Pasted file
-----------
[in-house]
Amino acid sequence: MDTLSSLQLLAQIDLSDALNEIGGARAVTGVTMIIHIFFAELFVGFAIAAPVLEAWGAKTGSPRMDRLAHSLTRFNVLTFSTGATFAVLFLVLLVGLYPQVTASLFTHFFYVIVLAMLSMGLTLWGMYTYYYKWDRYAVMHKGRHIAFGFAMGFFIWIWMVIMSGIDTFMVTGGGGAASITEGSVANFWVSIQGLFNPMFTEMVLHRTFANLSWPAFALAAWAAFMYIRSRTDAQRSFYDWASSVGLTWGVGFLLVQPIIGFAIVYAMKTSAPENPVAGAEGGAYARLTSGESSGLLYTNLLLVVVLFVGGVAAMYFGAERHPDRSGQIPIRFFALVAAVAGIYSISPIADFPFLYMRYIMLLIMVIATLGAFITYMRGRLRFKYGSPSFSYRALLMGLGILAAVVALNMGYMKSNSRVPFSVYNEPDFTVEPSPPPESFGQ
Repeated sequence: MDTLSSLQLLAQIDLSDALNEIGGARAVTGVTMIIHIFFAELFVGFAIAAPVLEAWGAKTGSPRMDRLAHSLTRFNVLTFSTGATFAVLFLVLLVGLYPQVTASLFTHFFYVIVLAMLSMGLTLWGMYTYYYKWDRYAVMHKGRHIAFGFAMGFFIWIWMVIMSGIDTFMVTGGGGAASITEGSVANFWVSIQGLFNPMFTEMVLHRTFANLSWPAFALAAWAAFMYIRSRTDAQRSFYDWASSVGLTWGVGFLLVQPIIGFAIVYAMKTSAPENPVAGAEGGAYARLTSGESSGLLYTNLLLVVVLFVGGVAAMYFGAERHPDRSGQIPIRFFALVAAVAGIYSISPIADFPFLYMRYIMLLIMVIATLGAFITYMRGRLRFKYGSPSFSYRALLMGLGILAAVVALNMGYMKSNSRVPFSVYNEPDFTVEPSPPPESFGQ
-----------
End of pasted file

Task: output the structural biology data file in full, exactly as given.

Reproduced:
[in-house]
Amino acid sequence: MDTLSSLQLLAQIDLSDALNEIGGARAVTGVTMIIHIFFAELFVGFAIAAPVLEAWGAKTGSPRMDRLAHSLTRFNVLTFSTGATFAVLFLVLLVGLYPQVTASLFTHFFYVIVLAMLSMGLTLWGMYTYYYKWDRYAVMHKGRHIAFGFAMGFFIWIWMVIMSGIDTFMVTGGGGAASITEGSVANFWVSIQGLFNPMFTEMVLHRTFANLSWPAFALAAWAAFMYIRSRTDAQRSFYDWASSVGLTWGVGFLLVQPIIGFAIVYAMKTSAPENPVAGAEGGAYARLTSGESSGLLYTNLLLVVVLFVGGVAAMYFGAERHPDRSGQIPIRFFALVAAVAGIYSISPIADFPFLYMRYIMLLIMVIATLGAFITYMRGRLRFKYGSPSFSYRALLMGLGILAAVVALNMGYMKSNSRVPFSVYNEPDFTVEPSPPPESFGQ
Repeated sequence: MDTLSSLQLLAQIDLSDALNEIGGARAVTGVTMIIHIFFAELFVGFAIAAPVLEAWGAKTGSPRMDRLAHSLTRFNVLTFSTGATFAVLFLVLLVGLYPQVTASLFTHFFYVIVLAMLSMGLTLWGMYTYYYKWDRYAVMHKGRHIAFGFAMGFFIWIWMVIMSGIDTFMVTGGGGAASITEGSVANFWVSIQGLFNPMFTEMVLHRTFANLSWPAFALAAWAAFMYIRSRTDAQRSFYDWASSVGLTWGVGFLLVQPIIGFAIVYAMKTSAPENPVAGAEGGAYARLTSGESSGLLYTNLLLVVVLFVGGVAAMYFGAERHPDRSGQIPIRFFALVAAVAGIYSISPIADFPFLYMRYIMLLIMVIATLGAFITYMRGRLRFKYGSPSFSYRALLMGLGILAAVVALNMGYMKSNSRVPFSVYNEPDFTVEPSPPPESFGQ